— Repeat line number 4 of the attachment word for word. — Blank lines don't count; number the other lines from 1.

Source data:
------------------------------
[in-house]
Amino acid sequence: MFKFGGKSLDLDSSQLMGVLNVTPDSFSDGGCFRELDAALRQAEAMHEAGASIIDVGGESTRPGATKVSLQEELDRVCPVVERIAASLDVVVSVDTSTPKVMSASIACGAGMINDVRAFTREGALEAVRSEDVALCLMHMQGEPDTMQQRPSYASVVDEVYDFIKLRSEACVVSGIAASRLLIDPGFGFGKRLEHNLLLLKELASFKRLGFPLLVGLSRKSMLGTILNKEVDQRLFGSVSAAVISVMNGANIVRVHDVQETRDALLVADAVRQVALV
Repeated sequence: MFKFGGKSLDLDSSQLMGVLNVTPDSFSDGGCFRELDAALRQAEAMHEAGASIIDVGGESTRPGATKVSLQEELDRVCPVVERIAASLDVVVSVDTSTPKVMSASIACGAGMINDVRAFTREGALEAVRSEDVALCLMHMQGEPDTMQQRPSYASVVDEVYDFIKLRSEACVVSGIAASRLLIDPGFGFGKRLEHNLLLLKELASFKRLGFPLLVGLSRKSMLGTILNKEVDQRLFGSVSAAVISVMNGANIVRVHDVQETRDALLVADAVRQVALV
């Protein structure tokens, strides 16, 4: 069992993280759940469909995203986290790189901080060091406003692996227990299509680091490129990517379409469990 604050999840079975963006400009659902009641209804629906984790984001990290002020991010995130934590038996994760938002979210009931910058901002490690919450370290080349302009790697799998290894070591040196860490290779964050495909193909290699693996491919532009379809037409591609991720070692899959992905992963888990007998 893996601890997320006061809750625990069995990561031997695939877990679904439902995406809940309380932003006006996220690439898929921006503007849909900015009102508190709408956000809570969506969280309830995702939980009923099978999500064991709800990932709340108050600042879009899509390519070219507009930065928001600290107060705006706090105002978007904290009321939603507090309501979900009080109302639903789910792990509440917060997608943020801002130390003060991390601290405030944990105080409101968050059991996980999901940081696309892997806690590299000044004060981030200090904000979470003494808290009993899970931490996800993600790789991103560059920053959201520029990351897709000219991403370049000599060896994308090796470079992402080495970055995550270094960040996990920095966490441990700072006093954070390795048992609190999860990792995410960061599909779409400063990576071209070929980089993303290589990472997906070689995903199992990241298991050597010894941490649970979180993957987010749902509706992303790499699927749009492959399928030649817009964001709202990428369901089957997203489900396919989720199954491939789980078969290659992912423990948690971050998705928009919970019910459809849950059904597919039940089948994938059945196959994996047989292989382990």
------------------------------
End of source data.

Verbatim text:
């Protein structure tokens, strides 16, 4: 069992993280759940469909995203986290790189901080060091406003692996227990299509680091490129990517379409469990 604050999840079975963006400009659902009641209804629906984790984001990290002020991010995130934590038996994760938002979210009931910058901002490690919450370290080349302009790697799998290894070591040196860490290779964050495909193909290699693996491919532009379809037409591609991720070692899959992905992963888990007998 893996601890997320006061809750625990069995990561031997695939877990679904439902995406809940309380932003006006996220690439898929921006503007849909900015009102508190709408956000809570969506969280309830995702939980009923099978999500064991709800990932709340108050600042879009899509390519070219507009930065928001600290107060705006706090105002978007904290009321939603507090309501979900009080109302639903789910792990509440917060997608943020801002130390003060991390601290405030944990105080409101968050059991996980999901940081696309892997806690590299000044004060981030200090904000979470003494808290009993899970931490996800993600790789991103560059920053959201520029990351897709000219991403370049000599060896994308090796470079992402080495970055995550270094960040996990920095966490441990700072006093954070390795048992609190999860990792995410960061599909779409400063990576071209070929980089993303290589990472997906070689995903199992990241298991050597010894941490649970979180993957987010749902509706992303790499699927749009492959399928030649817009964001709202990428369901089957997203489900396919989720199954491939789980078969290659992912423990948690971050998705928009919970019910459809849950059904597919039940089948994938059945196959994996047989292989382990």